Cheers and regards.
Roy


Re: Tek 576 Curve Tracer HV Replacement Transformer

Jim Ford
 

Yes, Dennis, Tek et al are pushing the performance, but only by small increments.  I don't see the innovation like in decades past, unfortunately.  That's what happens in bean-counter-driven companies, which is most of them these days.  Possible exception is military contractors like where I work.   More later in response to Michael Lynch. Jim Ford Sent from my Verizon, Samsung Galaxy smartphone

-------- Original message --------From: Dennis Tillman W7PF <dennis@ridesoft.com> Date: 4/6/20 8:37 PM (GMT-08:00) To: TekScopes@groups.io Subject: Re: [TekScopes] Tek 576 Curve Tracer HV Replacement Transformer Hi Dave,Thanks for enlightening me about Tek's commitment to supporting their customers. Prior to releasing a new product Component Testing is necessary to uncover the weaknesses in the design of, and the limitations of, every new component that is in it that your engineers created as well as for every component you buy that is made by another company. Once there is a quantity of the new product in the field the Failure Analysis team takes over. Failure Analysis (regardless of the industry) is a time consuming, expensive, laborious job. China's strategy for the instruments they are flooding the market with is entirely different. They realized that eliminating the Component Testing, Failure Analysis, and Customer Support would reduce the cost of the instrument to a point where the customer would not complain when they were told they could buy a newer model for less than the cost of repair.It appears the Chinese are onto something. The only thing keeping Tek in business is its ability to create instruments with ever increasing performance. Unfortunately those products are so expensive there are comparatively few customers who can afford them.Dennis Tillman W7pF -----Original Message----- From: TekScopes@groups.io [mailto:TekScopes@groups.io] On Behalf Of Dave BrownSent: Monday, April 06, 2020 7:13 PMTo: TekScopes@groups.ioSubject: Re: [TekScopes] Tek 576 Curve Tracer HV Replacement TransformerThis thread just irritates me to no end. I will speak from experience of what customer support was like for Tektronix as I was the VP of Manufacturing and Factory Service for the Video and Networking Division. I understand our customer experience and what we did to support them. I did not manage repairs for the 576 but the groups operated with basically the same policy. When a product was phased out, there would be a long term support plan put in place. It would define the number of years Tektronix would fully support a product. Some of the customers were military who had very long (e.g. 20 year) requirements so 10 - 15 and occasionally 20 years would not be unheard of (although I do not know what it was for the 576). This started after the product was retired from sales.During this time Tek would provide full support of repairs for the product. If components were being phased out, we would buy sufficient quantity and eat the cost if they went unused. When the full support period ended, Tek would go to a limited "best efforts" support. If we needed a part and didn't have it, and were still able to buy it, we would research it to see if it was economically feasible. I do remember many conversations about what we had to do to support the customer. I also remember buying used products so we could perform repairs during this best-efforts period. Again, we'd eat the cost of the instrument. What Tek would NOT do is offer support and replacement parts in perpetuity. That just makes no sense.Every product or component has a failure mode. The question is whether it is ever pushed to that point in normal use.  There are a number of 576s out there that the transformers work fine and mine is one such example. I don’t have firsthand knowledge of the failure analysis and conclusions but suspect it was moisture absorption.  The next question is why? Was it deviations in manufacturing or instrument storage and use at high humidity? I don’t know. The fact that Tektronix redesigned the transformer and made it available in the 050-0471-00 kit demonstrates that they cared about their customers. This is one of the many modifications made to the 576 (I scanned the 576 mod summary at the museum).What Tektronix would NOT have done is redesign the transformer for a few customers. The reason is pretty simple. This is by no means intended to be disrespectful of Michael's efforts. What he has done is stupendous and I've ordered a transformer from him. However, his transformer was not evaluated against the full product specifications. He verified functionality in a typical use in a small quantity. The transformer was not evaluated in all revisions of the instrument. It wasn't evaluated in a significant number of instruments. No humidity, altitude, temperature, shake, shock, vibration, transportation,  low-line, high-line, ESD, or EMI tests were done. There was no long term reliability testing done with dissection and analysis. The transformer company certainly didn't do any of these tests either. We actually don't know how long his transformer might last, but it provides repairs to those instruments needing a replacement transformer. This is a different expectation than what a customer buying a Tektronix part for a Tektronix instrument has.Tek went out of their way time and time again in support of the customer. After they had phased out CRT manufacturing because the transition to all digital scopes had occurred, they restarted the operation to manufacture CRTs in support of customer needs. I saw numerous examples in my 34 years at the company and was proud of how Tek took care of their customers.Now that I've shared my observations and experiences, I will not reply on this thread. There's no point in arguing with strangers. By the way, Tektronix still supports their vintage instruments through their support of the vintageTEK museum in a number of ways. I know that firsthand also as I am the museum President.Dave-- Dennis Tillman W7PFTekScopes Moderator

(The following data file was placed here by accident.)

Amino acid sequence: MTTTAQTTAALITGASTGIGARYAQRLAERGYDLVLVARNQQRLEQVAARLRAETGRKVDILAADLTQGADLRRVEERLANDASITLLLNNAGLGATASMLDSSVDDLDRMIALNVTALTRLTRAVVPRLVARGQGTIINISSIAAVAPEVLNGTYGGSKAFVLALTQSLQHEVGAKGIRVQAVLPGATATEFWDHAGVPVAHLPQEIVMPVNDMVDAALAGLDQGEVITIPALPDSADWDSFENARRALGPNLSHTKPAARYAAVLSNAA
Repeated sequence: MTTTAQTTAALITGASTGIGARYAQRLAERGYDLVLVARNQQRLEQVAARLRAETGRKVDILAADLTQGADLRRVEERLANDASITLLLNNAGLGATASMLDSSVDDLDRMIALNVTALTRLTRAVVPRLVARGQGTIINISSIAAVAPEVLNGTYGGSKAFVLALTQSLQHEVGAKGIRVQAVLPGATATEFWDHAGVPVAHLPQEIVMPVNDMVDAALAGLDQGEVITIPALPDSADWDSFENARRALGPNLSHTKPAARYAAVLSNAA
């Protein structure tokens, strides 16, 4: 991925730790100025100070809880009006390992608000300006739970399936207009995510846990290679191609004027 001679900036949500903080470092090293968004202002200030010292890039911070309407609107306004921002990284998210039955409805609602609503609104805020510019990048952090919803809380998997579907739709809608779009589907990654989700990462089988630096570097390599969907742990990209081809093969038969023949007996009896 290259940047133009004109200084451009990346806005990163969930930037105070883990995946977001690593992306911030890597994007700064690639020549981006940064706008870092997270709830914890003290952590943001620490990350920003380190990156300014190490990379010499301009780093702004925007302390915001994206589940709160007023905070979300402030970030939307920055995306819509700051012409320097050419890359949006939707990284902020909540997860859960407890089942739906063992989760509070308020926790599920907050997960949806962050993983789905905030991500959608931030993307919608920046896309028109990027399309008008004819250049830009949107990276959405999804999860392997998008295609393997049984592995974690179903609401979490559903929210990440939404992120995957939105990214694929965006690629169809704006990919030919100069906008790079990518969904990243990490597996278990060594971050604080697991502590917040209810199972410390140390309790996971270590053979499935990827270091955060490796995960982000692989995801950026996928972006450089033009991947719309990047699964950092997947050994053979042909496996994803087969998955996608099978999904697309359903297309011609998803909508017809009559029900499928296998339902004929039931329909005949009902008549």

18921 - 18940 of 184517